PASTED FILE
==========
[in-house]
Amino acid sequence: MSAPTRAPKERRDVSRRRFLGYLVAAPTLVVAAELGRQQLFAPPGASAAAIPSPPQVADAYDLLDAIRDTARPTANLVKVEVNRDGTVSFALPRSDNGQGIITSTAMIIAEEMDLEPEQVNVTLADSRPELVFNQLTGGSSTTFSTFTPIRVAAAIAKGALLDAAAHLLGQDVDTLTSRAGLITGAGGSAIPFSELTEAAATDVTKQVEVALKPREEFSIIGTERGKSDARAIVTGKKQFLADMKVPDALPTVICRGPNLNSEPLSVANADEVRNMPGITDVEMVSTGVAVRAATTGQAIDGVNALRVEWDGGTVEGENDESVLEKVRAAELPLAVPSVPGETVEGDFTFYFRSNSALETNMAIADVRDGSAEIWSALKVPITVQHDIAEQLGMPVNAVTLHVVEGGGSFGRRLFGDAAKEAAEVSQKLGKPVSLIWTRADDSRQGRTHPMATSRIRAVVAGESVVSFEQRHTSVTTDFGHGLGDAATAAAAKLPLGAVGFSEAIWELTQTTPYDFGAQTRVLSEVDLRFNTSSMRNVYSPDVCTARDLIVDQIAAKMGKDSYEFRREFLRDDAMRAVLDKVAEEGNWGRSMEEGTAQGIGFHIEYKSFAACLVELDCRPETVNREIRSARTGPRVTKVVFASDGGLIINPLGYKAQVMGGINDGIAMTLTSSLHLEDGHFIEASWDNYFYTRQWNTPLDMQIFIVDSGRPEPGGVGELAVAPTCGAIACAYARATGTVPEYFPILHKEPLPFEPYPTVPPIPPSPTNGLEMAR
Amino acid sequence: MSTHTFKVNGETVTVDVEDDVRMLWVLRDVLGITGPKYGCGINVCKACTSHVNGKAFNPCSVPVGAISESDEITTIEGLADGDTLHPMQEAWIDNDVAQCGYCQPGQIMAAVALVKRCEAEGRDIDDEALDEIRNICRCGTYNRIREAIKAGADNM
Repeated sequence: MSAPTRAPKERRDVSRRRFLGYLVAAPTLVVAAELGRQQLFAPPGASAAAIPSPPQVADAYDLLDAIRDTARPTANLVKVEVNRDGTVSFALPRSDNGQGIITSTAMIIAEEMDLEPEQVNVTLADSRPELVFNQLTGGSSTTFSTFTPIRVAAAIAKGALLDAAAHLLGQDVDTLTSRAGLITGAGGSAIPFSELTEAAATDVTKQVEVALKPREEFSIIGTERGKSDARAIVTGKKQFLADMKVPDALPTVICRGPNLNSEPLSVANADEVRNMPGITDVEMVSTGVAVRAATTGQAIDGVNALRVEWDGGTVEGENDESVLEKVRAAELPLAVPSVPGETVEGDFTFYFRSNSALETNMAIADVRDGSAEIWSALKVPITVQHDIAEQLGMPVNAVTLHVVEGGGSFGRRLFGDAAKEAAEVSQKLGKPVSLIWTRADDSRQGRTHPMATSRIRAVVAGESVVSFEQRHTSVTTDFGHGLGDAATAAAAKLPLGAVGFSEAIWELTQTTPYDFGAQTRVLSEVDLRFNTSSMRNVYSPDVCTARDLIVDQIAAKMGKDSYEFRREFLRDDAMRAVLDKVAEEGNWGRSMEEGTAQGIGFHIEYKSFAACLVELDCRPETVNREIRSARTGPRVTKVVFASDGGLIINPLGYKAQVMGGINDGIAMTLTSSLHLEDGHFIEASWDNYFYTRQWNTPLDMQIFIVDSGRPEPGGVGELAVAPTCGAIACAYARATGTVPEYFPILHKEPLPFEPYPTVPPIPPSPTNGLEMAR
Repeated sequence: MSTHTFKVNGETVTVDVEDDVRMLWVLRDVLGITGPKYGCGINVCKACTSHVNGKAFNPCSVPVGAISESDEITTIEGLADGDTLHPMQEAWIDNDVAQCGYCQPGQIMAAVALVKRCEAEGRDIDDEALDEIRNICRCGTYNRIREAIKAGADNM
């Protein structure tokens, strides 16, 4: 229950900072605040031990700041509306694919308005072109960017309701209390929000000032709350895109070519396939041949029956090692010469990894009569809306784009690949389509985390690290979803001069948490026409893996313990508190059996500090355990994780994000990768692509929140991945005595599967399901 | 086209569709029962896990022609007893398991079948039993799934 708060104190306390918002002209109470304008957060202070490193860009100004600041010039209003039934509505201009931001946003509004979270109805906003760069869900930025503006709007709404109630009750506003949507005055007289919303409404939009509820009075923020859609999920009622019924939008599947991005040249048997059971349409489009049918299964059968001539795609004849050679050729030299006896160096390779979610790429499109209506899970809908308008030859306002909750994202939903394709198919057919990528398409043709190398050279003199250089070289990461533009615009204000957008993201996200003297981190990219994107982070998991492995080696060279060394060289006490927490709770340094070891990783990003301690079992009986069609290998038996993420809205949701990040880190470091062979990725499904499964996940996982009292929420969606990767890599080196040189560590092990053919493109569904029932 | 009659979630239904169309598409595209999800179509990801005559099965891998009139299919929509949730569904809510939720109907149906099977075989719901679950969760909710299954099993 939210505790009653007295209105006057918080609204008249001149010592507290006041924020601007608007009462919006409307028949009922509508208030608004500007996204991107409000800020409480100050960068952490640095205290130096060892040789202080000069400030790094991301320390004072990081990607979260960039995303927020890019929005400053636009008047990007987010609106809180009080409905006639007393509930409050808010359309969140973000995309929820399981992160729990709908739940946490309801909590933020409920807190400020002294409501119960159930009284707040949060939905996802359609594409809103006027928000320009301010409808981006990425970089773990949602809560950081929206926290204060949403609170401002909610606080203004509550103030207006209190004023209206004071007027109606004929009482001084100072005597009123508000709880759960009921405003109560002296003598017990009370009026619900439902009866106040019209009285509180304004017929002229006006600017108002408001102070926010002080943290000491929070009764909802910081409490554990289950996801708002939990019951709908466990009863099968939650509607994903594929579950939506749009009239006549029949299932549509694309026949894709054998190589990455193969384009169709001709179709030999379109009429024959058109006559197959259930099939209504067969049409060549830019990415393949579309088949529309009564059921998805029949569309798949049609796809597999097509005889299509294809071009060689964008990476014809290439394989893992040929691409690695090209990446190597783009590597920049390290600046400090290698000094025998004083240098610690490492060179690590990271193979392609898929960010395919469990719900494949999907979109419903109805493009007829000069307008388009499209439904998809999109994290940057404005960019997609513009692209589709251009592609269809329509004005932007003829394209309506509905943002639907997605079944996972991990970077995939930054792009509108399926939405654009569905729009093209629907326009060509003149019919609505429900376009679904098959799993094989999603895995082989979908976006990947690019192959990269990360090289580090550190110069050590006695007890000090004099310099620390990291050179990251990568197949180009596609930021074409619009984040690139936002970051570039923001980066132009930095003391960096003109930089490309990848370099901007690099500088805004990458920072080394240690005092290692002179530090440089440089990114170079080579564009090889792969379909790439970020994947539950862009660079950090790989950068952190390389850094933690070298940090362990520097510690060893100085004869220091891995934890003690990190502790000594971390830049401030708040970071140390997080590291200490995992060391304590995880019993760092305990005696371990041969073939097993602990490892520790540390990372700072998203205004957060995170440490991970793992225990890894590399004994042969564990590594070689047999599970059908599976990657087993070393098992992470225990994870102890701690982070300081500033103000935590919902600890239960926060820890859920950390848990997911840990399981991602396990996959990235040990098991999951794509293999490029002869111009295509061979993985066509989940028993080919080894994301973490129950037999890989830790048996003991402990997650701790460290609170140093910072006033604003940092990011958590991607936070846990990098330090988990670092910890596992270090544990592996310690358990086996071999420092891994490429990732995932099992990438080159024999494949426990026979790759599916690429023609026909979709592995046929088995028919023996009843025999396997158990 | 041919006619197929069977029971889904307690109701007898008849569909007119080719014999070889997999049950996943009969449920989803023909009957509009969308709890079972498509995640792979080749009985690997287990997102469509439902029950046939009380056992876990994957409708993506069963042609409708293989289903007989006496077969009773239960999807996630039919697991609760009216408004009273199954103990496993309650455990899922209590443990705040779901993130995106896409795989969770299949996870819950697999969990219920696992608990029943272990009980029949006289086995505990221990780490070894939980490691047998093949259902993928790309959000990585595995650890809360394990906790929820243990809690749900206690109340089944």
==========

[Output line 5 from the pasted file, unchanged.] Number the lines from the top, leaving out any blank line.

Repeated sequence: MSTHTFKVNGETVTVDVEDDVRMLWVLRDVLGITGPKYGCGINVCKACTSHVNGKAFNPCSVPVGAISESDEITTIEGLADGDTLHPMQEAWIDNDVAQCGYCQPGQIMAAVALVKRCEAEGRDIDDEALDEIRNICRCGTYNRIREAIKAGADNM